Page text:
February 03, 2020
Wyverns Net Awards At Yale Model U.N.
At the recent Yale Model U.N. two Kingswood Oxford students won awards: Chaitanya Karanam ’21 won Outstanding Delegate in Technological Future, and Spencer Schaller ’20 won Best Delegate in International Court of Justice (ICJ).
Model U.N. advisor Stacey Savin said, “What a wonderful showing for KO, keeping up our record of winning awards every year for the last 18 years. We are so proud of them! All the students were tremendous, not just in the work they put in for their committees, but in how they conducted themselves at Yale.”
This is Karanam’s second year attending Model U.N. He said he enjoys the social aspect of meeting new people and making new friends and dealing with serious topics. He served on a special committee representing the United States in a futuristic setting in the year 2045, solving problems of drone warfare. After Russia “invaded” Wall Street, Karanam attempted to have Russia tried in an international court of law due to their aggression. He established China as an ally and convinced them that the U.S. was a strong trade partner. Diplomatic conversations broke down and Russia launched four missiles directed at Los Angeles; the United States retaliated with launching over 200 missiles at Russia. Although this was an alarming outcome, Karanam said the exercise was all in good spirit. “I urge anyone to join Model U.N. We are losing a lot of seniors this year, and the event is really a lot of fun!”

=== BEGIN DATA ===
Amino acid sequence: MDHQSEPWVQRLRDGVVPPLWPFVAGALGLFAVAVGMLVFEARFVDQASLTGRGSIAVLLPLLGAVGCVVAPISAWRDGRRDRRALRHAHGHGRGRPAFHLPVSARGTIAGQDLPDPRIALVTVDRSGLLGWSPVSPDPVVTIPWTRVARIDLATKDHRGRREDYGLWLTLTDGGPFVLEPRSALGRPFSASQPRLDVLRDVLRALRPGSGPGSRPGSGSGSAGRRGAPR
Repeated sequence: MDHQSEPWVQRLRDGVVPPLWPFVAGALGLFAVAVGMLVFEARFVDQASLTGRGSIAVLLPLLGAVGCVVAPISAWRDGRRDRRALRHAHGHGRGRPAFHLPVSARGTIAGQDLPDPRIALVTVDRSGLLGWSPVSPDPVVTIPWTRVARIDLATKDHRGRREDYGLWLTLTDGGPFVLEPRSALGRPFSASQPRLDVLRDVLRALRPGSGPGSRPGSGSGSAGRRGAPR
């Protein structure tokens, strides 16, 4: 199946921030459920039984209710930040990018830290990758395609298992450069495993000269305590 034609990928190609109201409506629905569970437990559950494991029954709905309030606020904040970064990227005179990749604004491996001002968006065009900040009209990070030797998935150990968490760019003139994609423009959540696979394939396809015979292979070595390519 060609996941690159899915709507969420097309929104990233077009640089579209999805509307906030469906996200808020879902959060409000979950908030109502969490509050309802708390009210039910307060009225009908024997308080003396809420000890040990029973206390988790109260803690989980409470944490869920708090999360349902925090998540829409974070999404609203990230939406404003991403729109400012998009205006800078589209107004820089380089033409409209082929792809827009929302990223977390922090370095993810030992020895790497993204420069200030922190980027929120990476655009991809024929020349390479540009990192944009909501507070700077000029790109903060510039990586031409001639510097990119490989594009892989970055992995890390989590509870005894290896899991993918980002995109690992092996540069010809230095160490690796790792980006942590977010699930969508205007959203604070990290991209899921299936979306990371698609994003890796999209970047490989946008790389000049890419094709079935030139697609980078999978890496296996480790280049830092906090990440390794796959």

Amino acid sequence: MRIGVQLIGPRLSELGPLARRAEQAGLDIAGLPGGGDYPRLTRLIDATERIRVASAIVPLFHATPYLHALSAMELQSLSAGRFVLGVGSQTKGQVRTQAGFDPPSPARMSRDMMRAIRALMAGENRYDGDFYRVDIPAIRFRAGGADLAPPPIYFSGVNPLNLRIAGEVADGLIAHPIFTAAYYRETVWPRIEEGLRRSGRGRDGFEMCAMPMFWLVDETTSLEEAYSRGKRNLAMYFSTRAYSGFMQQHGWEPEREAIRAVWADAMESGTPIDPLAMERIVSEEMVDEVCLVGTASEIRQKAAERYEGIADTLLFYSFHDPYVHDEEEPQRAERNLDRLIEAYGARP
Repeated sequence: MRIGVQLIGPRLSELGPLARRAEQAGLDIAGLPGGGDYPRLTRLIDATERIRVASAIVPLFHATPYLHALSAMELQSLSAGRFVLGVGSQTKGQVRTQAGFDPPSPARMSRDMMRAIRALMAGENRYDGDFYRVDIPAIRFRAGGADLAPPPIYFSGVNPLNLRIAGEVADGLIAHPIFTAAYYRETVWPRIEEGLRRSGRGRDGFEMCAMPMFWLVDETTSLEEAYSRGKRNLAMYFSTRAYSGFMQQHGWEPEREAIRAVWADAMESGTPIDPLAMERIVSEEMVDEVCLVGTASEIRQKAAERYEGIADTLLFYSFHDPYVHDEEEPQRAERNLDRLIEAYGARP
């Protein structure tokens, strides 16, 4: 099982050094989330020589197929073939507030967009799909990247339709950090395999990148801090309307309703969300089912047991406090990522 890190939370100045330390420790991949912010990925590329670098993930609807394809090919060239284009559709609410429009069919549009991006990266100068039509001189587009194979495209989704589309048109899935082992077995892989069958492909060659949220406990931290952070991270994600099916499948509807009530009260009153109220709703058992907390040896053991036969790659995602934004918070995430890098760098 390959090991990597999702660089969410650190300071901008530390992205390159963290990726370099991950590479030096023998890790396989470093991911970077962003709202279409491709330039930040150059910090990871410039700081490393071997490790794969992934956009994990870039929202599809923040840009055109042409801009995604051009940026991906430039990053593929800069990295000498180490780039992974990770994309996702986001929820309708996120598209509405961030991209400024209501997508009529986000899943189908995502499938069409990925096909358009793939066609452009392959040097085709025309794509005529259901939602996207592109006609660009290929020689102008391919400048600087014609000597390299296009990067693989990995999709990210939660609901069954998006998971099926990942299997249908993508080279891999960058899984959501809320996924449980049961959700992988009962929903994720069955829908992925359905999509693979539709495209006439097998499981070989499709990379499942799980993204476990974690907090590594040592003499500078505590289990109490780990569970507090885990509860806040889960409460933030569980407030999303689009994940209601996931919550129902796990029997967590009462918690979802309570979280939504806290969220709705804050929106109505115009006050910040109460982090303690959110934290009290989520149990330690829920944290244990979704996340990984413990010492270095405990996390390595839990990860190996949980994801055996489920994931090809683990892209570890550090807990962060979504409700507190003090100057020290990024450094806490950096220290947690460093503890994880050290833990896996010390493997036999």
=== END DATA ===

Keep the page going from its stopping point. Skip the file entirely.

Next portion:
Schaller, also his second year in attending model UN. served on the International Court of Justice, the governing body that decides major cases in the Hague, which runs more like court proceedings. He, too, represented the United States. “They [the organizers] consciously select difficult cases that haven’t been decided in real life. They try to make it so that the kids have a difficult time. If you knew what to defend or what to argue already, it wouldn’t be as insightful or as much as a learning opportunity,” he said. Although Schaller acknowledged that the U.S. position was in an uphill battle, he thought the experience was worthwhile. “What makes it so fun is that you’re taking something that has so many years of history and a situation that has challenged some of the world’s major thinkers to figure out,” he said. Schaller hopes to marry his passion for medicine and healthcare and his resurgent interest in international relations by one day working in the U.S. government dealing with global pandemics, the WHO legislation.
Thoughtful and deliberate, these two Wyverns will prove to be formidable thought leaders in the future.